Rudi Dutschke

Alfred Willi Rudolf ‘Rudi’ Dutschke (German: [ˈʁuːdi ˈdʊtʃkə]; 7 March 1940 – 24 December 1979) was a prominent spokesperson of the German student movement of the 1960s. He advocated a ‘long march through the institutions of power’ to create radical change from within government and society by becoming an integral part of the machinery. This was an idea he took up from his interpretation of Antonio Gramsci and the Frankfurt School of Critical Theory; accordingly, the quote is often wrongfully attributed to Gramsci. In the 1970s he followed through on this idea by joining the nascent Green movement. He survived an assassination attempt by Josef Bachmann in 1968, but died 11 years later from a seizure brought on from brain damage sustained during the assassination attempt. Radical students blamed an anti-student campaign in the papers of the Axel Springer publishing empire for the assassination attempt. This led to attempts to blockade the distribution of Springer newspapers all over Germany, which in turn led to major street battles in many German cities, considered the largest protests to that date in Germany. … He began to study sociology, ethnology, philosophy and history at the Free University of Berlin under Richard Löwenthal and Klaus Meschkat where he became acquainted with the existentialist theories of Martin Heidegger and Jean-Paul Sartre, and soon after also with alternative views of Marxism and the history of the labour movement. Dutschke joined the German SDS Sozialistischer Deutscher Studentenbund (which was not the same as the SDS in the US, but quite similar in goals) in 1965 and from that time on the SDS became the center of the student movement, growing very rapidly and organizing demonstrations against the war in Vietnam. … Influenced by critical theory, Rosa Luxemburg, and critical Marxists and informed through his collaboration with fellow students from Africa and Latin America, Dutschke developed a theory and code of practice of social change via the practice of developing democracy in the process of revolutionizing society, collaborating with foreign students.  Dutschke also advocated that the transformation of Western societies should go hand in hand with Third World liberation movements and with democratization in communist countries of Central and Eastern Europe. He was from a pious Lutheran family and his socialism had strongly Christian roots; he called Jesus Christ the ‘greatest revolutionary’, and in Easter 1963, he wrote that ‘Jesus is risen. The decisive revolution in world history has happened — a revolution of all-conquering love. If people would fully receive this revealed love into their own existence, into the reality of the ‘now’, then the logic of insanity could no longer continue.’ …”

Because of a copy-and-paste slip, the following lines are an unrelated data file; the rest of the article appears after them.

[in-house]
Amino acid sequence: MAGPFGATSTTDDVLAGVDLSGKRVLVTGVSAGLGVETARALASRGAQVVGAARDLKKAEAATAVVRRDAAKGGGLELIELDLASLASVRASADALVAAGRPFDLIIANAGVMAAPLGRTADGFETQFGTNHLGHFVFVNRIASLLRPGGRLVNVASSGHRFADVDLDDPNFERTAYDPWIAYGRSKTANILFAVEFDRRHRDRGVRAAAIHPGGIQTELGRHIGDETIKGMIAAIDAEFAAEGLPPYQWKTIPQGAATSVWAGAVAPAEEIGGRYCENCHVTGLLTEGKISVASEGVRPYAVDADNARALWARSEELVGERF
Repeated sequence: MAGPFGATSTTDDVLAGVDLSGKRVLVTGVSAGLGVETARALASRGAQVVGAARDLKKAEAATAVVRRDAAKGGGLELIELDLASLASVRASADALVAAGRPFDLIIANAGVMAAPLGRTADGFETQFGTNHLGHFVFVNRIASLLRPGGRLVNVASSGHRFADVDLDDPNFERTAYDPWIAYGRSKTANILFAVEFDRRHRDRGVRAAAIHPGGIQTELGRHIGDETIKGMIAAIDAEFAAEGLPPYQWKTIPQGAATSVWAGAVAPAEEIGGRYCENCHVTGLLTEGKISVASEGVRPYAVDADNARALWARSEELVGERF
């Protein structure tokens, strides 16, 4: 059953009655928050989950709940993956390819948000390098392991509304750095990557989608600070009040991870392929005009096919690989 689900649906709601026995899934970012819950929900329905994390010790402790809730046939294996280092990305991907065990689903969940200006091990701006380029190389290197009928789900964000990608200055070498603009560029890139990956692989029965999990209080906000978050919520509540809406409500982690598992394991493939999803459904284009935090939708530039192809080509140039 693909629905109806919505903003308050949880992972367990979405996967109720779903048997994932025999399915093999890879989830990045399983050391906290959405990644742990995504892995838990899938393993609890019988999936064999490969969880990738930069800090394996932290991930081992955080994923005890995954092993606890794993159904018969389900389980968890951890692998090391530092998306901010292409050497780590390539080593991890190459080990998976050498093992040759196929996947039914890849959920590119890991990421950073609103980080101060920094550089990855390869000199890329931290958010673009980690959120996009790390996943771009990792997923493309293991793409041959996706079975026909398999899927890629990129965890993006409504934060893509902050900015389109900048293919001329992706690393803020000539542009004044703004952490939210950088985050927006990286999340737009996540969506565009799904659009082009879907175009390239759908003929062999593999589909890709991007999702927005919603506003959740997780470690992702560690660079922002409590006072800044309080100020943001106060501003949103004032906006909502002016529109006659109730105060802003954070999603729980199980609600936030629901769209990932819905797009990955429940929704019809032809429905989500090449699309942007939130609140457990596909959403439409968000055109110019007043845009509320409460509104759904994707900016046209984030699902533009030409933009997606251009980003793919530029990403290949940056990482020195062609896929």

Rudi Dutschke and the struggle of the 1968 student movement
A Revolutionary Who Shaped a Generation
The Berlin Wall: Attack on Rudi Dutschke (Video)
YouTube: Rudi Dutschke (English Subtitles)

His grave in Berlin-Dahlem

About 1960s: Days of Rage

Bill Davis - 1960s: Days of Rage
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